Once in camp we worked as a team. A few of us set up tents, some got food going, I helped filter water for the others and helped clear camp sites. I was hungry but still feeling strong. In the middle of this insanity I had a moment of tranquility to myself as I watched the sunset. After Brett, Will and Robert went to sleep the rest of us discussed plans. Sean had already gotten to the top of Tyndall and wanted Williamson. He was happy to take a rest day. We decided Nick, Paige and I would go for Tyndall.
Wake up time was 6AM (why so late again?!) and by 7 we were on the trail proper which made a huge difference. By 8AM we were on top of Shepherd’s Pass. It might have been a good thing we didn’t camp at Shepherd’s Pass because the lakes were still frozen solid and getting water would have been dangerous. Nick, Paige and I made our way across to the base of Tyndall and looked at our options. I knew the normal route was to climb the east rib of Tyndall but it was still covered in snow and ice and looked pretty sketchy. Instead, we spotted a northward facing snow chute and chose to climb that instead. After a brief traverse, we had crampons on and were climbing. Again, I felt super strong and was making easy work of this snowfield. At around 13,200ft we took a break and looked up at a very steep section of snow / ice. I wanted a challenge so I went straight up. This stuff was steep!! I started using the ice axe pick to keep me on the ground instead of the spike. Eventually, I was chopping hand holds and foot holds with my axe and was making my way up two steps at a time. This was fun!!
At around 13,600ft the snow field ended and from looking at the map it appeared that if we gained the summit ridge we could just walk over to the summit. We managed to get ourselves onto a ledge the size of a dinner table and transitioned to some third / fourth class climbing. We got a little sketched out and turned around. While I gathered myself Nick found a new route. This one was a little better and we were able to gain the ridge. From here, progress was slow. We got to 13,800ft and realized the summit traverse was super sketchy. Standing on the ridge, each side had a near vertical 2000ft drop! I was happy to do it but Nick and Paige were getting sketched out. Eventually we remembered this is an SDMRT training and it was probably exceeding our safety guidelines so we made the hard decision to turn around. So close!!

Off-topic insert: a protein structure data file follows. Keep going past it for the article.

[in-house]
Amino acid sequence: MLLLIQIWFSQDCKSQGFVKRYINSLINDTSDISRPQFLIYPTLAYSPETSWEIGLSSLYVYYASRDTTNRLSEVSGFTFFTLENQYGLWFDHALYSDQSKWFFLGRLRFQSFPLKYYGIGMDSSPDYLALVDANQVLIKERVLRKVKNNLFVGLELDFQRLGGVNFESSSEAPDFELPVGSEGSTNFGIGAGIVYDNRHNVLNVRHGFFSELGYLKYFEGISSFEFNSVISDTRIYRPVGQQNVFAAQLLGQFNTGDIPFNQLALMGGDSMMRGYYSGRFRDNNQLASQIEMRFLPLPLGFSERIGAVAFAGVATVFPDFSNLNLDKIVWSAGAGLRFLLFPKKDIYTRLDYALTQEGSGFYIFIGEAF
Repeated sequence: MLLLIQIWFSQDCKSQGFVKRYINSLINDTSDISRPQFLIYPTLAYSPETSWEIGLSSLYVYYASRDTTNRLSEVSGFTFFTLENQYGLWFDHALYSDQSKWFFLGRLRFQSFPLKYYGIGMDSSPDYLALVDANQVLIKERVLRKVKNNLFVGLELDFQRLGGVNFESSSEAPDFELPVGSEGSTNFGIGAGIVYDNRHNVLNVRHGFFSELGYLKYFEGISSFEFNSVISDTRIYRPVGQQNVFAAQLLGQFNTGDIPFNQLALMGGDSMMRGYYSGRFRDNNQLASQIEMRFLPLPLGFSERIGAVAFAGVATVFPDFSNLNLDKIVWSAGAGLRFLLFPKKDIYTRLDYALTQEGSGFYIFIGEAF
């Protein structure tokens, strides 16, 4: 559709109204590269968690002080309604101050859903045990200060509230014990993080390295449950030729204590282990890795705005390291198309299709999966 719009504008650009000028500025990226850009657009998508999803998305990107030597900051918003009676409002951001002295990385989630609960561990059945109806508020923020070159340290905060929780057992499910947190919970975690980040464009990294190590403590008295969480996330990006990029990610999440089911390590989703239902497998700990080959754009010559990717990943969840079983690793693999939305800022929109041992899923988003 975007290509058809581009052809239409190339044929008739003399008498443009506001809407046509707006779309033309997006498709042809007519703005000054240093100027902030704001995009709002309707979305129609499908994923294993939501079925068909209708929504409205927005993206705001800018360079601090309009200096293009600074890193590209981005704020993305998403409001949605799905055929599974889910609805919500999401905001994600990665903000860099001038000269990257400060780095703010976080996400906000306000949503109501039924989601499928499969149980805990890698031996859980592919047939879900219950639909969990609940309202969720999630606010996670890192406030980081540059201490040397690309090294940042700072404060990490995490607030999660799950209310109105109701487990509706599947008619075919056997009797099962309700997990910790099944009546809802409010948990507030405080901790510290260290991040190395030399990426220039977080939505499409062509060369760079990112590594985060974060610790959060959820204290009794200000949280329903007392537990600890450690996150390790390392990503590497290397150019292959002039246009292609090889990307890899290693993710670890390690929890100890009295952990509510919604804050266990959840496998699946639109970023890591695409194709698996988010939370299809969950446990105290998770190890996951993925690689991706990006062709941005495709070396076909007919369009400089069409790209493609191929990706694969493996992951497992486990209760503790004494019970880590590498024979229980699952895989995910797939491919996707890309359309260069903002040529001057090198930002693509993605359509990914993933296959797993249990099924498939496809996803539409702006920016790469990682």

On our descent we saw two groups of climbers who were also going for the summit. They had no idea what they were doing. One group decided to climb the northern talus field and were “redpointing the route”… okay dude. We also saw four people climbing the ridge proper. The front guy appeared to have a harness on and a coil of rope and the last guy looked like he was wearing a harness. The two guys in the middle were just holding the rope. Moreover, the leader wasn’t putting any protection in. The three of us SDMRT guys couldn’t figure out what they were doing and we were convinced we were going to have to come back to scrape them off the rocks. The northern ridge is something I’d like to climb, just with the proper techniques! Eventually we made our way back to camp around 5PM. The other four guys spent the day resting, drinking water and eating and were feeling better.
Around dinner and an excellent sunset we discussed plans. Paige and I were planning on returning early to SD to get back to work. Brett was feeling better but really needed to go down and was going to join us. Will was feeling exhausted and opted to come with us. Nick, Sean and Robert were going to make a Williamson summit attempt on Sunday and return Monday.
The next morning I woke up around sunrise and sat out on a rock looking at the mountains and singing to myself. I was quite happy. Nick, Sean and Robert packed up their stuff and took off for Williamson. Paige, Brett, Will and I descended back to the trail head. At 8,400ft I decided that I wasn’t tired enough and ran to the saddle at 9,000ft. My backpack was heavy but I was feeling strong! The rest of the descent was uneventful except for the one stream crossing I almost fell into. Around 2PM we were back at the cars.
The next day I heard from Nick. The three of them made it all the way to the chimney on Williamson but found it full of clear, bulletproof ice. Without ice tools and a rope, ascending it would be impossible. Twice Nick got to within 200 ft of the summit of a 14er and turned around.
2 thoughts on “Williamson and Tyndall – June 27-30”
Nice to hear those reports about what the mountains like and feel like in winter. Those 2 were hard enough for me in dry condition with their steep slopes.
that deer picture is really cool. Never saw one on snow and up so high